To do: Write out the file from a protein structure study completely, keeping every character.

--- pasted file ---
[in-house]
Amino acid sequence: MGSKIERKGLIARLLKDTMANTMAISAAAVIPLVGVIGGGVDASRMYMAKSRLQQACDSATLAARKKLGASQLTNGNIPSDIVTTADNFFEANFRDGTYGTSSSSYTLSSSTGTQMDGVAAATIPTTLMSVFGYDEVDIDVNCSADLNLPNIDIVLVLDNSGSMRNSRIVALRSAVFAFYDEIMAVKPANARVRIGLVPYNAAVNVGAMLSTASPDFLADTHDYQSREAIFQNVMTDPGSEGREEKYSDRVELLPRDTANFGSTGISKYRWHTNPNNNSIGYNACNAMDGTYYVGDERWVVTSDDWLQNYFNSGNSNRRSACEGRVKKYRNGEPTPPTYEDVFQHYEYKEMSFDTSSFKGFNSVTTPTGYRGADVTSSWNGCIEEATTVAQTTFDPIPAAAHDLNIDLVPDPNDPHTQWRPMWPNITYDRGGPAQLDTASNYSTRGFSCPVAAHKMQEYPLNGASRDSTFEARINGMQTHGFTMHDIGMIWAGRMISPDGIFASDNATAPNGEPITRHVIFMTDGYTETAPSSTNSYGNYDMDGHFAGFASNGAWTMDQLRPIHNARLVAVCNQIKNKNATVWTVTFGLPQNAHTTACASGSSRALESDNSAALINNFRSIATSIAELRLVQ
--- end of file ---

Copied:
[in-house]
Amino acid sequence: MGSKIERKGLIARLLKDTMANTMAISAAAVIPLVGVIGGGVDASRMYMAKSRLQQACDSATLAARKKLGASQLTNGNIPSDIVTTADNFFEANFRDGTYGTSSSSYTLSSSTGTQMDGVAAATIPTTLMSVFGYDEVDIDVNCSADLNLPNIDIVLVLDNSGSMRNSRIVALRSAVFAFYDEIMAVKPANARVRIGLVPYNAAVNVGAMLSTASPDFLADTHDYQSREAIFQNVMTDPGSEGREEKYSDRVELLPRDTANFGSTGISKYRWHTNPNNNSIGYNACNAMDGTYYVGDERWVVTSDDWLQNYFNSGNSNRRSACEGRVKKYRNGEPTPPTYEDVFQHYEYKEMSFDTSSFKGFNSVTTPTGYRGADVTSSWNGCIEEATTVAQTTFDPIPAAAHDLNIDLVPDPNDPHTQWRPMWPNITYDRGGPAQLDTASNYSTRGFSCPVAAHKMQEYPLNGASRDSTFEARINGMQTHGFTMHDIGMIWAGRMISPDGIFASDNATAPNGEPITRHVIFMTDGYTETAPSSTNSYGNYDMDGHFAGFASNGAWTMDQLRPIHNARLVAVCNQIKNKNATVWTVTFGLPQNAHTTACASGSSRALESDNSAALINNFRSIATSIAELRLVQ